happening for two decades? The fact that growth is just plain unsustainable, that the economy will just plain slow on its own? Well, how long until folks rethink the definition of unsustainable? And when in the absence of


action in the history of U.S. economic cycles has it ever happened that the economy slowed all on its own? When?

Look. Certain forecasters have been calling for a turning point in growth during each and every quarter for the past three years. They keep trotting out the same stale reasons, and they keep proving wrong. Back in December 1997, one of the biggest and smuggest jerks in the profession was screaming about an imminent slowdown (over the following two quarters, consumption soared an average 6.1% and the unemployment rate fell to its lowest level in two decades; to my knowledge, the slowdown never hit). Then, even after that miserable failure, last year he wrote me to point out how stupid I was to keep telling people that economic growth would remain strong. He told me his firm's models were already showing that employment was slowing, and that consumer spending and hence growth at large were sure to follow. And the best part of his argument? If you can even believe this, he wondered how someone who went to


could think he could compete with someone who went to



I kid you not.

The point here is not to poke fun at the people who produce forecasts to which your narrator does not subscribe. The point, rather, is to present you with the facts that will shed light on the thinking (or lack thereof) behind those forecasts; that will allow you to make a judgment as to whether those forecasts square with common sense; and that will give you insight as to how a certain segment of the forecasting profession has performed in the past (so that you can decide whether or not you want to listen to what it has to say about the future).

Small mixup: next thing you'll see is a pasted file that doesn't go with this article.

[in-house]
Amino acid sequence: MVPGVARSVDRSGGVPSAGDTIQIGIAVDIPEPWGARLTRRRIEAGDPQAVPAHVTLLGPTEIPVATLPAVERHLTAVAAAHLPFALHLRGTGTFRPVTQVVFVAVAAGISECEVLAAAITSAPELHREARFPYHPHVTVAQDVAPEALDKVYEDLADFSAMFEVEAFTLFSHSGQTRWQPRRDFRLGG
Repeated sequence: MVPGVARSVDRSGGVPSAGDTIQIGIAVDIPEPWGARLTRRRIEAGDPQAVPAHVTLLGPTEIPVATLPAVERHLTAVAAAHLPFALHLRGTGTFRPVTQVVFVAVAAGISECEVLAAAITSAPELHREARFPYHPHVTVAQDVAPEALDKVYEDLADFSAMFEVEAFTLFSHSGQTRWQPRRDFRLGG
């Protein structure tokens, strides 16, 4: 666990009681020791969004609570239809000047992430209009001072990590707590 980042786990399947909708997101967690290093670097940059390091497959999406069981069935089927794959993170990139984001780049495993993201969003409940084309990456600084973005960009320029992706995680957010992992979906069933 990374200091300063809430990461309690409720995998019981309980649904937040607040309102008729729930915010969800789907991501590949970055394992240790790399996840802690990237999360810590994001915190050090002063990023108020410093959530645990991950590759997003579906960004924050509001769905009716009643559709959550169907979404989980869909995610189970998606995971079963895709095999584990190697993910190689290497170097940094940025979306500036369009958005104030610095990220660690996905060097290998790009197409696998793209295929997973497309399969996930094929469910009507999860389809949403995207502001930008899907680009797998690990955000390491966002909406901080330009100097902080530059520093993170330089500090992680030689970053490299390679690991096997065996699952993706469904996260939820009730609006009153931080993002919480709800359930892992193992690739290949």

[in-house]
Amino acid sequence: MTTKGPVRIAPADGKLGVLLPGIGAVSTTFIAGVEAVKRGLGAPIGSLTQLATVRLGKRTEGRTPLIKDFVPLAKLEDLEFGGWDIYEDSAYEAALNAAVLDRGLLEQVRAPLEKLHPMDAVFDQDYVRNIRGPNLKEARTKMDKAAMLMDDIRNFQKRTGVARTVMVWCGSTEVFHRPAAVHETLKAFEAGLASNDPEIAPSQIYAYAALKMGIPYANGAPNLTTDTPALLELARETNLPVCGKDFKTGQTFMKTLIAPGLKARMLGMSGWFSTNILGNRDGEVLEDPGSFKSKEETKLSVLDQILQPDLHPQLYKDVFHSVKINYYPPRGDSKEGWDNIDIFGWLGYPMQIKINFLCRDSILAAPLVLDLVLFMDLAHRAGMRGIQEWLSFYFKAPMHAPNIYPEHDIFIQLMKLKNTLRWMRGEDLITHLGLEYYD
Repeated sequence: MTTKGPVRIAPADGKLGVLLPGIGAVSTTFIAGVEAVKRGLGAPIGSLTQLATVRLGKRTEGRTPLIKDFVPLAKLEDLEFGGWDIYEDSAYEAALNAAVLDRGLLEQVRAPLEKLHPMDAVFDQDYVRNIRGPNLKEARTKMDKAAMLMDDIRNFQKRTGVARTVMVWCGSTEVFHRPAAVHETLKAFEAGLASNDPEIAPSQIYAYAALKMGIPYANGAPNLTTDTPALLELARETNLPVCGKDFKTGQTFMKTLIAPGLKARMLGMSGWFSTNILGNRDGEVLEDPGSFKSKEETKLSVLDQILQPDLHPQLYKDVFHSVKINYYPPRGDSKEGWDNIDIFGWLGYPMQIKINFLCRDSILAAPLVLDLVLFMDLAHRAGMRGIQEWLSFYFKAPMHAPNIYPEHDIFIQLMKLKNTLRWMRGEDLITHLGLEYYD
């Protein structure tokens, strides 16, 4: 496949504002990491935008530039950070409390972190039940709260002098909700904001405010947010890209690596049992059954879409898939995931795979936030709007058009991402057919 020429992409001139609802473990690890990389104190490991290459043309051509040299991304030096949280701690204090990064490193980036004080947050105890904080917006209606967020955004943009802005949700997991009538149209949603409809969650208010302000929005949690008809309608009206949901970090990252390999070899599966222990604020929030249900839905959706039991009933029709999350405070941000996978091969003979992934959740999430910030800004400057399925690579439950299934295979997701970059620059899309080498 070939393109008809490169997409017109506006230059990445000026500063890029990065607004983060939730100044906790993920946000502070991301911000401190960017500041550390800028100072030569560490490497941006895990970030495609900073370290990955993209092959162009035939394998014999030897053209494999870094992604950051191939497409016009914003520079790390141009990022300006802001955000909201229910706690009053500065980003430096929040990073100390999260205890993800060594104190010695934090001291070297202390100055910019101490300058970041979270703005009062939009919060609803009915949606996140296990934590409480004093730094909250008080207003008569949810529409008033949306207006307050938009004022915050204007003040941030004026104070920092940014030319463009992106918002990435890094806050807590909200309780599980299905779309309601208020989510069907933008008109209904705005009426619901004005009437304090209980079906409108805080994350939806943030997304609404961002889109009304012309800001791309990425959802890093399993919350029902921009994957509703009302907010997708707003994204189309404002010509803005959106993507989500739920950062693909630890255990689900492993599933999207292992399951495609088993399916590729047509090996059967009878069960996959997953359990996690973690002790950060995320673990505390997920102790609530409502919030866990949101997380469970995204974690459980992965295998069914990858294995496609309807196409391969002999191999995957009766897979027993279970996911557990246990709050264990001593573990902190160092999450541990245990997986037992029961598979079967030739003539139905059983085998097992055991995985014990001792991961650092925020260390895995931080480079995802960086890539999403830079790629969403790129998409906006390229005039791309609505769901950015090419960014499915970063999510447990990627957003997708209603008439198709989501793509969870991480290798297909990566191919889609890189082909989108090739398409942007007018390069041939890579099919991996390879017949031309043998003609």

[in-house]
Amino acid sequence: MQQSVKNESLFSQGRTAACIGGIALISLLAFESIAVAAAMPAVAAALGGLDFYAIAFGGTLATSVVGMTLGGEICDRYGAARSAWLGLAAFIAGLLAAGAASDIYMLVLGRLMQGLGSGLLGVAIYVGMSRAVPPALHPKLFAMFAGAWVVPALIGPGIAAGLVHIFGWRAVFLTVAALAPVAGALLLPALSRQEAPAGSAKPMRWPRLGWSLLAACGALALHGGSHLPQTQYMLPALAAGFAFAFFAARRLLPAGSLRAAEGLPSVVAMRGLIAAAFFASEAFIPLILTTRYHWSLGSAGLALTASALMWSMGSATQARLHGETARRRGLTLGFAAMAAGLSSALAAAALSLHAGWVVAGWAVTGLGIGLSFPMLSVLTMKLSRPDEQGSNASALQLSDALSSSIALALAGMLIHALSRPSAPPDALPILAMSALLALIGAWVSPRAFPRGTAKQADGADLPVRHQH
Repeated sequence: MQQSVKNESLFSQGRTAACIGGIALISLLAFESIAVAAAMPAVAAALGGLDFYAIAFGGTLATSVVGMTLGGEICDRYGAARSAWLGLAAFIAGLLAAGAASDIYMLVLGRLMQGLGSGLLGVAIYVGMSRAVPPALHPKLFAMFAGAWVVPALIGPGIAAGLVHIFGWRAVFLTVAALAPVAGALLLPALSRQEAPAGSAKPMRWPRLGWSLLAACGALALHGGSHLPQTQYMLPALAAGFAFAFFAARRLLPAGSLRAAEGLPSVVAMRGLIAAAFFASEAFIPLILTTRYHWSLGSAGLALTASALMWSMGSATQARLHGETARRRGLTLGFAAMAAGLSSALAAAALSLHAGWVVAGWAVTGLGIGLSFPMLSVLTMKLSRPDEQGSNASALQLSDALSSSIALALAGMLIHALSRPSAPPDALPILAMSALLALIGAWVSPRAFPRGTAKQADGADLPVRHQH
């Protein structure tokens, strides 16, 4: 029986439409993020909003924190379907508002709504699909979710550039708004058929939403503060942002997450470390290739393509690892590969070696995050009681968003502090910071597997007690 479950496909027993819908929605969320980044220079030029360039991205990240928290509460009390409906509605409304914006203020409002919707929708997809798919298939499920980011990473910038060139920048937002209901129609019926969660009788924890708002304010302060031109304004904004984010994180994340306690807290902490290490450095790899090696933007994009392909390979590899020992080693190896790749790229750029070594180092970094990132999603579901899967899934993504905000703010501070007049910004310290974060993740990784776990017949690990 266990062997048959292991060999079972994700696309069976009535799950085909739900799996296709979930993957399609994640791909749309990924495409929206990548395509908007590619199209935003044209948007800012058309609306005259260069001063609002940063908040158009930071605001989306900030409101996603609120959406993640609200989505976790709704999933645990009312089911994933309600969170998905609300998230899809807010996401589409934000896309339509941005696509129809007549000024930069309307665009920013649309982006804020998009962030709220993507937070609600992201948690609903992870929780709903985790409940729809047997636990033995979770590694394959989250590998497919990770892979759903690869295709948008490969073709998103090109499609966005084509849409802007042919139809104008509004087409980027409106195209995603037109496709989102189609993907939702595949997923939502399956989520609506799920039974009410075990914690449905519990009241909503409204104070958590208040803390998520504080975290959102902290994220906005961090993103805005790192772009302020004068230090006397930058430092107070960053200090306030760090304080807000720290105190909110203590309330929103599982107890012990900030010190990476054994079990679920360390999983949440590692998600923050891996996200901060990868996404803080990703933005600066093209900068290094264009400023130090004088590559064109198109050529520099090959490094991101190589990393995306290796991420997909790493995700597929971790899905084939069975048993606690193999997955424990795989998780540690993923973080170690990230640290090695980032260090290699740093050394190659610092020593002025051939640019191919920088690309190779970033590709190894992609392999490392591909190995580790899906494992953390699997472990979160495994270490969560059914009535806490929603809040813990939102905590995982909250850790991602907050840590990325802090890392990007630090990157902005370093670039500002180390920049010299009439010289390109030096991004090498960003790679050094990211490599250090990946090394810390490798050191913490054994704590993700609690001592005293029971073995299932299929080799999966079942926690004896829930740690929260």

Now the inflation part (recall that there were two different forecasts on this front). Take another look back at the recent performance of the GDP deflator in Table 4. Does it seem to you like that figure is on track to hit zero by the fourth quarter?

It doesn't seem that way to me, but there are lots of bright people who disagree. And if you're one of them, you ought to be loading up on bonds right now. If you believe in a forecast that has growth slowing sharply and inflation falling to zero, then you also have the Fed coming in to lower the funds rate. So you're nuts not to be buying bonds right now. Under that scenario, they're an absolute steal.

How about the slowdown forecast that has the GDP deflator sitting at 1.2% at the end of the year? Does it seem to you that, come December, the deflator will look pretty much like it looks now?

It doesn't seem that way to me, but some people disagree. Not that they make much sense. They believe in the wonders of the New Era, they promise you that


believes in the wonders of the New Era, and they have nominal growth slowing to less than 2% in eight months.

Yet they don't have inflation improving over their forecasts' horizons, which is what New Era doctrine predicts, and even more strange, they are not forecasting a Fed easing under a scenario in which the growth rate falls by two-thirds.

Why is that?

Beware forecasts that just don't add up.

They will bury you.

Side Dish

Best mother?



Of pearl.